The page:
Proclus taught mathematics at the Academy, which led him to write his own commentary on Elements. He had this to say about the parallel postulate:
“May not then the same thing be possible in the case of straight lines which happens in the case of the lines referred to? Until the statement in the Postulate is clinched by proof, the facts shown in the case of other lines may direct our imagination the opposite way. And, though the controversial arguments against the meeting of the straight lines should contain much that is surprising, is there not all the more reason why we should expel from our body of doctrine this merely plausible and unreasoned (hypothesis)?”
In 1856, the mathematician John Playfair recast the parallel postulate into a form most mathematicians felt more relaxed about:
Two straight lines which intersect one another cannot both be parallel to one and the same straight line.”
When David Hilbert published Foundations of Geometry in 1899, he unified two-dimensional and three-dimensional geometry. Hilbert used Playfair’s axiom rather than Euclid’s.
In fact, Playfair’s axiom was not new. Proclus stated the axiom identically 1,500 years earlier:
Straight lines parallel to the same straight line are parallel to one another.”
The Astronomy of Proclus
Proclus taught his students the astronomy of Hipparchus and Ptolemy. Ptolemy’s earth-centered astronomy dominated western and near-eastern astronomy for over a thousand years.
Proclus told his students that Hipparchus’s eccentric, epicycle, and deferent; and Ptolemy’s equant were merely mathematical devices used to calculate the planets’ movements, but they had no satisfactory theory to support them. He was one of many critics of Ptolemy’s work through the ages. Despite the criticism, it took over a thousand years before a clearly superior model to Ptolemy’s emerged in the shape of Johannes Kepler’s laws of planetary motion in the early 1600s.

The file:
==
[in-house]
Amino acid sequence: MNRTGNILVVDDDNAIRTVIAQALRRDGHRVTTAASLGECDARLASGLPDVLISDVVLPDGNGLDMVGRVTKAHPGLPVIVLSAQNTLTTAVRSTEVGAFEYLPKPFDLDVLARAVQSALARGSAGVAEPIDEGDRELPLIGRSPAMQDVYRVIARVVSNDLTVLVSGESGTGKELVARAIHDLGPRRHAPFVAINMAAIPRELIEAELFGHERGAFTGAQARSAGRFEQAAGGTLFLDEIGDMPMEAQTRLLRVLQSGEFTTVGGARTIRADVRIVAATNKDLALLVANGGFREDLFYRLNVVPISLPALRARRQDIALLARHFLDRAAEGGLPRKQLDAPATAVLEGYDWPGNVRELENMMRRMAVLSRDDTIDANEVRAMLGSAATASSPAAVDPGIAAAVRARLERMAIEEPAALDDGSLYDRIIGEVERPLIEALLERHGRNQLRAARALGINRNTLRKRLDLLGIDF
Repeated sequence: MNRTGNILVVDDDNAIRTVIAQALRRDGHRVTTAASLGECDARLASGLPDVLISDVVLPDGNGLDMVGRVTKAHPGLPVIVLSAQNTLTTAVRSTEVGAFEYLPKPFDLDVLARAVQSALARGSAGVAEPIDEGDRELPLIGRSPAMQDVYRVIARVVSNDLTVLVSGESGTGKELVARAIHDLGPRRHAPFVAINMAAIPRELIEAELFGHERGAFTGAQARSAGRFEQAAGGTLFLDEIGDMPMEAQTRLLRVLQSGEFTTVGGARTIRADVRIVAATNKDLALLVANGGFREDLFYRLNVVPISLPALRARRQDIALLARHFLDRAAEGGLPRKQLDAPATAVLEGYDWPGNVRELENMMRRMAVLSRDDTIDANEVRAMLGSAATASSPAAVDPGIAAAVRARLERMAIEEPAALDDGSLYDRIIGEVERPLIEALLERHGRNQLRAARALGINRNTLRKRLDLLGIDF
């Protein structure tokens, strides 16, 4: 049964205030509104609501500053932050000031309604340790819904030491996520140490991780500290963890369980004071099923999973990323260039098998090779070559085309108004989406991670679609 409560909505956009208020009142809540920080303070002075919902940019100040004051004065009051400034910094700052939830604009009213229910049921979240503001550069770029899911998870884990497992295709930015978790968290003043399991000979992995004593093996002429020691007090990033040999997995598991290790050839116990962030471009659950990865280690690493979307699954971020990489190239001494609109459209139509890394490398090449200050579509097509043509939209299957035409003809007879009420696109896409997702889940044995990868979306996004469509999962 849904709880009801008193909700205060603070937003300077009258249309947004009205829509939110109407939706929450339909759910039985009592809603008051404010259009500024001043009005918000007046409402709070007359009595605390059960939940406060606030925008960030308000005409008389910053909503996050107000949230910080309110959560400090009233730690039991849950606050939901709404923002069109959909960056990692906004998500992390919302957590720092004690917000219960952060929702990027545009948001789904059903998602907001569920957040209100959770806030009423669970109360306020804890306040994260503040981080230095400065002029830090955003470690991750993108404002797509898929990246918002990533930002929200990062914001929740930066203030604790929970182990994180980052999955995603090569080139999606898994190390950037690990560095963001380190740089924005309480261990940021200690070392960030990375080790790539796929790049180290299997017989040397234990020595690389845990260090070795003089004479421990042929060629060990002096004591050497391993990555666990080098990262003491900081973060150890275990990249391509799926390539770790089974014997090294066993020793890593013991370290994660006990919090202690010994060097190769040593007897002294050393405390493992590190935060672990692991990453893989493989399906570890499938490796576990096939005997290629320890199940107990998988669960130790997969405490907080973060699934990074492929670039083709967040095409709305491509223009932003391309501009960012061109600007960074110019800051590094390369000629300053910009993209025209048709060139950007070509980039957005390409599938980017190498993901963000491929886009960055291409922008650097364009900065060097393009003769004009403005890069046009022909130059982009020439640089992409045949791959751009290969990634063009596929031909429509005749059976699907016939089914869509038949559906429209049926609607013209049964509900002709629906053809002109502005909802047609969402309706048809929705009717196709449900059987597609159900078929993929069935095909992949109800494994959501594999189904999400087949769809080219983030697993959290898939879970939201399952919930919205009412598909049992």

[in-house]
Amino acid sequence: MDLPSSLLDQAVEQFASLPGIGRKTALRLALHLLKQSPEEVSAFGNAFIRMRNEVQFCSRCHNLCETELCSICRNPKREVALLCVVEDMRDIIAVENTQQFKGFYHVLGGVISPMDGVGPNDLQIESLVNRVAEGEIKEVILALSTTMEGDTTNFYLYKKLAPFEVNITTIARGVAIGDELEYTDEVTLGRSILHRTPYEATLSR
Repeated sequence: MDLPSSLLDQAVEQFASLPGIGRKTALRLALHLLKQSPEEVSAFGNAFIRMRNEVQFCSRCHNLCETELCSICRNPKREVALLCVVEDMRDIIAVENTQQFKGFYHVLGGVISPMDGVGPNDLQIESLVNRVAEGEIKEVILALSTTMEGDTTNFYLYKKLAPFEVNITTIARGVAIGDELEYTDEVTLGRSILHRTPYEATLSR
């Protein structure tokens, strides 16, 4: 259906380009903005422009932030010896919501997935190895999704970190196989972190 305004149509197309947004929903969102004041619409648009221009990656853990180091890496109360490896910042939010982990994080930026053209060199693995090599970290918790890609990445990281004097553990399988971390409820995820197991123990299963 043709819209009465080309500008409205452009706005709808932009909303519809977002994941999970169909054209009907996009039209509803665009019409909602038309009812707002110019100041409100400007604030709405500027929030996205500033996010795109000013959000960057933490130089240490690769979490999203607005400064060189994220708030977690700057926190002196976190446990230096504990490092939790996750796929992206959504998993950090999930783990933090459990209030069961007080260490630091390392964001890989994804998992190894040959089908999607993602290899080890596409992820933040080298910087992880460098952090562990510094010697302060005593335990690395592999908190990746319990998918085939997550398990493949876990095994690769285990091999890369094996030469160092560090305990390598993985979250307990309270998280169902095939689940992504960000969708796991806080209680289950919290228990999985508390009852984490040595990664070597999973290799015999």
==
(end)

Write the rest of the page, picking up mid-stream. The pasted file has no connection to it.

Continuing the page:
As a follower of Plato, Proclus believed that while mathematics was enormously important, it was subservient to philosophy.
Proclus invented the concept of henads. These were individual ‘ones’ between ‘the One’ and the Divine Mind. Examples of henads might be the Greek gods, such as Athena and Hermes.
Proclus never married and had no children. He was wealthy and his friends regarded him as generous. His lifestyle was similar to that advocated by Pythagoras, whose teachings were respected by the Neoplatonists – hence, Proclus was a vegetarian.
Remarkably, Proclus’s home in Athens was discovered and excavated by archeologists in the 1950s.
Proclus died age 73 on April 15, 485. He was buried in a tomb near Mount Lycabettus where the body of Syrianus, whom he succeeded as head of the Academy, also rested. On the tomb is engraved:
“I am Proclus, Lycian whom Syrianus brought up to teach his doctrine after him. This tomb reunites both our bodies. May an identical sojourn be reserved to both our souls!”
As a Neoplatonist, Proclus believed the ultimate fate of his soul would be a union with the divine.
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Mathematical Thought from Ancient to Modern Times
Oxford University Press, New York, 1972
Sir Thomas Heath
The Thirteen Books of Euclid’s Elements
Dover Publications, New York, 1956
Image of hyperbola asymptotes courtesy of Drini under the Creative Commons Attribution-Share Alike 2.0 Generic license.